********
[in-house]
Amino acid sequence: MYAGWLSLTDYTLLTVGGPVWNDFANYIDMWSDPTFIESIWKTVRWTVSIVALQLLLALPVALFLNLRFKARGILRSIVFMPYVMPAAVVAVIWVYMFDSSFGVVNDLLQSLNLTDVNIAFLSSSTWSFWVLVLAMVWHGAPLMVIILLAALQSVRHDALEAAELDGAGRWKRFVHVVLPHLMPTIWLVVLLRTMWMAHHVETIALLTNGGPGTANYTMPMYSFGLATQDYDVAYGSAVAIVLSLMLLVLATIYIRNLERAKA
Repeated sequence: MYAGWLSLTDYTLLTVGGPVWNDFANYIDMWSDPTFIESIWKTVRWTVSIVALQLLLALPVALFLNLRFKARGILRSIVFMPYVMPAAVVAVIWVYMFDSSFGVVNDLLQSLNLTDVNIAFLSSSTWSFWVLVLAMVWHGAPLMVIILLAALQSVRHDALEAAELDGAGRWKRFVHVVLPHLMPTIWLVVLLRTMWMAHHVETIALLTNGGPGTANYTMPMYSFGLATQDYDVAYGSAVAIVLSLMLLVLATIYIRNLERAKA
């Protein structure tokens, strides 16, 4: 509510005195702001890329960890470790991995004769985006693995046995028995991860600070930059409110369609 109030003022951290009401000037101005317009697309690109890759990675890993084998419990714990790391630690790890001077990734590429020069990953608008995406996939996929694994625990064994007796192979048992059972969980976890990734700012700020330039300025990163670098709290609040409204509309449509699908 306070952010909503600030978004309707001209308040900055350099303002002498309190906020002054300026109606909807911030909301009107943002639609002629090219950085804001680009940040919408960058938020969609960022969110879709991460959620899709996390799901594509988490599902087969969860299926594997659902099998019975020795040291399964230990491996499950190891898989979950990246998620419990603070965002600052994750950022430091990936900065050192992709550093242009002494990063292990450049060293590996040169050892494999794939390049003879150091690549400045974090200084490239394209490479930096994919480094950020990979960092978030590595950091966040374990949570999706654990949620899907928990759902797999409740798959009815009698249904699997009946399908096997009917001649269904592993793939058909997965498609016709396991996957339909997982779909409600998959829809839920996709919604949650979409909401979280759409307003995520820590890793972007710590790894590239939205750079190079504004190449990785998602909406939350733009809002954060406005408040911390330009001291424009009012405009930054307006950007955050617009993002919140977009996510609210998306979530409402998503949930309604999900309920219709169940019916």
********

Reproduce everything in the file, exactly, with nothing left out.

[in-house]
Amino acid sequence: MYAGWLSLTDYTLLTVGGPVWNDFANYIDMWSDPTFIESIWKTVRWTVSIVALQLLLALPVALFLNLRFKARGILRSIVFMPYVMPAAVVAVIWVYMFDSSFGVVNDLLQSLNLTDVNIAFLSSSTWSFWVLVLAMVWHGAPLMVIILLAALQSVRHDALEAAELDGAGRWKRFVHVVLPHLMPTIWLVVLLRTMWMAHHVETIALLTNGGPGTANYTMPMYSFGLATQDYDVAYGSAVAIVLSLMLLVLATIYIRNLERAKA
Repeated sequence: MYAGWLSLTDYTLLTVGGPVWNDFANYIDMWSDPTFIESIWKTVRWTVSIVALQLLLALPVALFLNLRFKARGILRSIVFMPYVMPAAVVAVIWVYMFDSSFGVVNDLLQSLNLTDVNIAFLSSSTWSFWVLVLAMVWHGAPLMVIILLAALQSVRHDALEAAELDGAGRWKRFVHVVLPHLMPTIWLVVLLRTMWMAHHVETIALLTNGGPGTANYTMPMYSFGLATQDYDVAYGSAVAIVLSLMLLVLATIYIRNLERAKA
């Protein structure tokens, strides 16, 4: 509510005195702001890329960890470790991995004769985006693995046995028995991860600070930059409110369609 109030003022951290009401000037101005317009697309690109890759990675890993084998419990714990790391630690790890001077990734590429020069990953608008995406996939996929694994625990064994007796192979048992059972969980976890990734700012700020330039300025990163670098709290609040409204509309449509699908 306070952010909503600030978004309707001209308040900055350099303002002498309190906020002054300026109606909807911030909301009107943002639609002629090219950085804001680009940040919408960058938020969609960022969110879709991460959620899709996390799901594509988490599902087969969860299926594997659902099998019975020795040291399964230990491996499950190891898989979950990246998620419990603070965002600052994750950022430091990936900065050192992709550093242009002494990063292990450049060293590996040169050892494999794939390049003879150091690549400045974090200084490239394209490479930096994919480094950020990979960092978030590595950091966040374990949570999706654990949620899907928990759902797999409740798959009815009698249904699997009946399908096997009917001649269904592993793939058909997965498609016709396991996957339909997982779909409600998959829809839920996709919604949650979409909401979280759409307003995520820590890793972007710590790894590239939205750079190079504004190449990785998602909406939350733009809002954060406005408040911390330009001291424009009012405009930054307006950007955050617009993002919140977009996510609210998306979530409402998503949930309604999900309920219709169940019916």